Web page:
My exposure to yaoi started in a manner similar to many of us here. How was that? Kris made me read it. Honest. Kris asked me if I wanted to try some, and while I liked Pokemon and Digimon as much as the next parent out there, I really didn’t think reading “Japanese comic books” was my thing. And on top of that I had to do research on Wikipedia about how to read it. So much work. She finally beat me down and I agreed to take a shipment which arrived in six or seven years (thanks Canada Post for sending it first by sea turtle and then by tortoise).
If I read that blurb for a “regular” book my eyes would glaze over and I’d move on to the next one. I really have little interest in fantasy stories and if the word mage shows up in the blurb that’s even more of a turn-off. I’m not sure why. I, as a rule, can enjoy fantasy movies and TV shows, but in books it just doesn’t work for me. But what did I find? HOLY HELL!!! I adore fantasy yaoi manga.
Another great series which has been recommended here is The Crimson Spell by Ayano Yamane, a swords and sorcerers epic which I loved and look forward to the next installment.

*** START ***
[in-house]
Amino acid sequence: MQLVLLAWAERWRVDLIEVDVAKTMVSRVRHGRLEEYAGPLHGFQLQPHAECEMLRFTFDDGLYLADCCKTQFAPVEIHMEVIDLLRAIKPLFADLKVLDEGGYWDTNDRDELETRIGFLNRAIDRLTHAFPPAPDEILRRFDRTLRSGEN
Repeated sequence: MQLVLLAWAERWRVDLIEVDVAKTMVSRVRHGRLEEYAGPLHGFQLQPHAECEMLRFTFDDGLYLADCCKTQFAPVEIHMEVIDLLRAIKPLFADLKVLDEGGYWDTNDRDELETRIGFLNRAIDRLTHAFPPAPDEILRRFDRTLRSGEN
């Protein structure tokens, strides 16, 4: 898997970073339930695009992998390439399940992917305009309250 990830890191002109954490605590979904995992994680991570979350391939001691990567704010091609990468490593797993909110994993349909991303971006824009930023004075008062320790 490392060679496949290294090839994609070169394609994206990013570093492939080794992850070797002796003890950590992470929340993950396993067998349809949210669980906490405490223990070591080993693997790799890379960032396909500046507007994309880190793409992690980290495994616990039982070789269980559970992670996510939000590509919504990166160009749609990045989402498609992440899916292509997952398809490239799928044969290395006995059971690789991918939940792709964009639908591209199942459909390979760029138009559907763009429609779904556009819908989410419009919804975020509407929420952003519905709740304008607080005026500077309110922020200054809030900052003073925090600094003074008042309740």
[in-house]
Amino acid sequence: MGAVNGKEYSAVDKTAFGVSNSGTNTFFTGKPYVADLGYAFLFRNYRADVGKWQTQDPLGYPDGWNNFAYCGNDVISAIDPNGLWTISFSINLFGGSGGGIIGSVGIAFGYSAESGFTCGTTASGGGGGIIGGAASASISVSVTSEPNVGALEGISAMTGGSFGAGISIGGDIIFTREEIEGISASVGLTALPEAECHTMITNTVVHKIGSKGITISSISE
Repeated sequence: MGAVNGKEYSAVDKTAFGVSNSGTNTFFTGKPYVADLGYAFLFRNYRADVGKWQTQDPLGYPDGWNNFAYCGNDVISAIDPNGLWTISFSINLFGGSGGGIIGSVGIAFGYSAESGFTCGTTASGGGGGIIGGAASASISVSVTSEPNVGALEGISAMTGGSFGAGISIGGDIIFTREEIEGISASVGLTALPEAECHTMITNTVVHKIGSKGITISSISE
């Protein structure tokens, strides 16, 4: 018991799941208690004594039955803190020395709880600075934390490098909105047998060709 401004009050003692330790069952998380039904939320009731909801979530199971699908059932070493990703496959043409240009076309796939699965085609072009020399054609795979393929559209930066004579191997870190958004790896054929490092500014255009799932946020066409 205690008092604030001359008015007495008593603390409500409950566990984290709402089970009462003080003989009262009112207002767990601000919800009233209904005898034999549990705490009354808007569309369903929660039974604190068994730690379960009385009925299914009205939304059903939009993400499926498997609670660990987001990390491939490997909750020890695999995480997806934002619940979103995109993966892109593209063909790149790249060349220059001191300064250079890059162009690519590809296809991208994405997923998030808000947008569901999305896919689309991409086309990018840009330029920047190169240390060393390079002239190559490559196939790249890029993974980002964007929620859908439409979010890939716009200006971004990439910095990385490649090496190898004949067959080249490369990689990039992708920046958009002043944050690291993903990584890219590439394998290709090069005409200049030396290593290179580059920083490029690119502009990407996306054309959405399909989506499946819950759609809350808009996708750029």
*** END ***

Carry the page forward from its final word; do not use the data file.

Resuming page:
I’m not sure why this type of story appeals to me only in this format. The brain works in mysterious ways. Maybe I’m visual, I need the pictures to get into it, you don’t need pages of written description, a couple of well drawn panels and you get it all. Or perhaps the manga lends itself to appealing costumes and hairstyles that are hard to describe in a novel. Hmm. There’s that visual thing again. How can you not totally become enamoured with the details and richness of the drawings? My dream would be to have the whole thing in color. You’d have to pay a fortune, but it would be a piece of bound artwork.